Category Archives: Hunter

Prison!

LM Behind Bars 1

LM Behind Bars 1

I can still hunt from here, Mum!

LM Behind Bars 2

LM Behind Bars 2

Little Monkey surveys the world from her prison; ever ready to charge out and protect her territory – or just bark at everything passing by!

LM Behind Bars 3

LM Behind Bars 3

Nothing escapes this hunter.

Now if I would just open the door a tad!

 

Monkeying Around

Little Monkey 1

Little Monkey 1

I was sitting on the stoep with my daughter, enjoying a relaxing drink in the early hours of the evening, when we noticed Little Monkey playing on the lawn.

I like how you can clearly see the German Shepherd in her face here.

Little Monkey 2

Little Monkey 2

The green thing was once one of my hanging baskets, waiting for new plants, that LM had stolen from the bottom of the tree. She has great fun chewing it to pieces.

Here she had both of her front feet in the basket and was pulling away at the plastic.

Little Monkey 3

Little Monkey 3

She has killed it. Mission Accomplished!

 

Action!

LM in Full Pursuit

LM in Full Pursuit

Look at the amazing Little Monkey, tearing across the lawn in full pursuit; back legs overtaking front legs as she runs like a cheetah; tail out for balance as she turns; mouth open as she barks her intent.

What is she chasing?

Not Fast Enough

Not Fast Enough

This large hadeda that had dared to potter nonchalantly round LM’s garden!

Why is this action shot so blurred? Well, I didn’t get a chance to call to the participants, “Wait a minute while I switch on my camera!” And there is no Action Replay!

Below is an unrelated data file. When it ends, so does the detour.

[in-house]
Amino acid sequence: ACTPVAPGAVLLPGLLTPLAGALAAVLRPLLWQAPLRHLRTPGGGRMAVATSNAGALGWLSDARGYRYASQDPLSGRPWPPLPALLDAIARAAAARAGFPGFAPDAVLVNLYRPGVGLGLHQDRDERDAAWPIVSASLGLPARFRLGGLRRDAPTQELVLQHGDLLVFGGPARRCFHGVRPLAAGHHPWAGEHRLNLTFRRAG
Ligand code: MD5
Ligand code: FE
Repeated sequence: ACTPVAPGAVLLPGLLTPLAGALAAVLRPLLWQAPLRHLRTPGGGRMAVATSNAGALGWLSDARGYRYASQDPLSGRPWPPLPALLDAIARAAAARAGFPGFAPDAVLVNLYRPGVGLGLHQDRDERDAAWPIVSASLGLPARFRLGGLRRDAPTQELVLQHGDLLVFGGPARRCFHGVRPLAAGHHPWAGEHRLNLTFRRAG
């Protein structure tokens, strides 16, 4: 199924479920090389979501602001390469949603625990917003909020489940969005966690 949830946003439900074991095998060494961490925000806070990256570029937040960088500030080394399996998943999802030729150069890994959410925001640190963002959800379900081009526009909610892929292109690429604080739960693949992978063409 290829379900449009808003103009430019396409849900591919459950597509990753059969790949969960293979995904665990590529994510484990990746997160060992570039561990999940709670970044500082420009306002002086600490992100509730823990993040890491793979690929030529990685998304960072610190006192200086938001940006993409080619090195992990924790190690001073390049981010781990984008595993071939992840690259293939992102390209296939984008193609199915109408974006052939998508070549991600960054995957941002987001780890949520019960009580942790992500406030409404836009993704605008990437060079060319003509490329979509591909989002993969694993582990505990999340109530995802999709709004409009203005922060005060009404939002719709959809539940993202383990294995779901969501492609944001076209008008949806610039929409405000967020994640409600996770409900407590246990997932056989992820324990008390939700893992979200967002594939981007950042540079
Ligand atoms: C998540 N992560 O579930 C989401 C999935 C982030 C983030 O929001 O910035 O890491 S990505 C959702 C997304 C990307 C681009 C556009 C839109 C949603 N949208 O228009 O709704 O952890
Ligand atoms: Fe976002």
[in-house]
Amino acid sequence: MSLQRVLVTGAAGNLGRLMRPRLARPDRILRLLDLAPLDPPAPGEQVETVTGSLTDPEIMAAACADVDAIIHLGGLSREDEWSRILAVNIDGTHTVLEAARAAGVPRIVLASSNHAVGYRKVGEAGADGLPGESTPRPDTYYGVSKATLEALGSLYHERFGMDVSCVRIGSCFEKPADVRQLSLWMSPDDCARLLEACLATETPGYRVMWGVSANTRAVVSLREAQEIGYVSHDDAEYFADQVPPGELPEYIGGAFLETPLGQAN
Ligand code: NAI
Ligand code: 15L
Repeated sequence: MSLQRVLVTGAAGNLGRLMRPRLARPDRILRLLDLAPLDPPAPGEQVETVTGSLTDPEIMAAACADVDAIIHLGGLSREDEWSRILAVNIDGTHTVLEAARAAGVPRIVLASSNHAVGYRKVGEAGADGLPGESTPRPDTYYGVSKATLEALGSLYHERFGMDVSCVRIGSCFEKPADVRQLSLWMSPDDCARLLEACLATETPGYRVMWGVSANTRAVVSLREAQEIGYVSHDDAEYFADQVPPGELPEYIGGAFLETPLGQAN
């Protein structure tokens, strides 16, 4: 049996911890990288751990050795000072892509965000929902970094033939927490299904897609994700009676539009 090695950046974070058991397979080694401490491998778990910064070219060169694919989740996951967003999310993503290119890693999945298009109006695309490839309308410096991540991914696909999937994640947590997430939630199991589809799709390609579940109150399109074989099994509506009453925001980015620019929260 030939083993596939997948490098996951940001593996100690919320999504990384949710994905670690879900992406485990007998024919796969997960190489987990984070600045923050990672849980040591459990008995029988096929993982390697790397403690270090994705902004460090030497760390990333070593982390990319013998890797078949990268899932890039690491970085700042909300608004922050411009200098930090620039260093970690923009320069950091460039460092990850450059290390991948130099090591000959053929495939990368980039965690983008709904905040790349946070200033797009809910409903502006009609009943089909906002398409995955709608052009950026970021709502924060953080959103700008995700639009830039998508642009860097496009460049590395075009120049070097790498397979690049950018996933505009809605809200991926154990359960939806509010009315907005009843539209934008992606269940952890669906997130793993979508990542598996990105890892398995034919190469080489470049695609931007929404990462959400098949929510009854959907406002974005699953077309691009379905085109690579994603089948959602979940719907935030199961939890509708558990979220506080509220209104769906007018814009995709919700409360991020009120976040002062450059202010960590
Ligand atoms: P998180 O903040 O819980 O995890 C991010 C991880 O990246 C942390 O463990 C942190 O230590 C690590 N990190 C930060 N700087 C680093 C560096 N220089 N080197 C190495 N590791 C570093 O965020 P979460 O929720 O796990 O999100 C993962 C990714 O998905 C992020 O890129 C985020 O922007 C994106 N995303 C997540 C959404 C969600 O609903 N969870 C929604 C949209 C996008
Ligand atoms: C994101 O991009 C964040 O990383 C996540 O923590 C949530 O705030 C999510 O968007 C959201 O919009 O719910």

OK, Little Monkey would happily replay the scenario for me –  in fact, trying to stop her running out full tilt is the problem!

But the hadeda? That was long gone!

post script: What’s a hadeda? It’s an ibis – Bostrychia hagedash – a large bird, about 76cm long, with a really loud annoying call of . . . Ha De Daaaa. According to wiki, it has powerful, broad wings that give it a quick take off. Hmmm – put to good use here then!

A Stitch in Time

A Stitch in Time

A Stitch in Time

I have knitted since I was a young kid. When I was eight years old I knitted a jersey for myself – in 10 days. Yes, I know I was small, but my Mum kept making me knit it bigger. I was one of 5 kids, so I guess she wanted the clothes to last. That jersey still fit me when I was 11 years old; and I had grown a lot in those three years!

Nowadays, I like to knit these squares, with thick wool on large needles. I don’t have to look at what I’m doing, and I don’t have to think about it either. I usually listen to music or watch something. (When it is an exciting movie, I look down and find I have knitted a long rectangle instead of a square!) I normally only knit in winter, but somehow I just kept going last summer; so I ended up with all this.

Knitted Squares

Knitted Squares

I sew the squares up into small blankets to be used as a baby blanket, knee rug, or shoulder throw. I give them to a charity or take them to a local animal rescue shop to sell for funds for their organisation. This winter I have taken two already, and have three more here sewn up, and squares for at least two more blankets.

So a stitch in time makes a lot of blankets!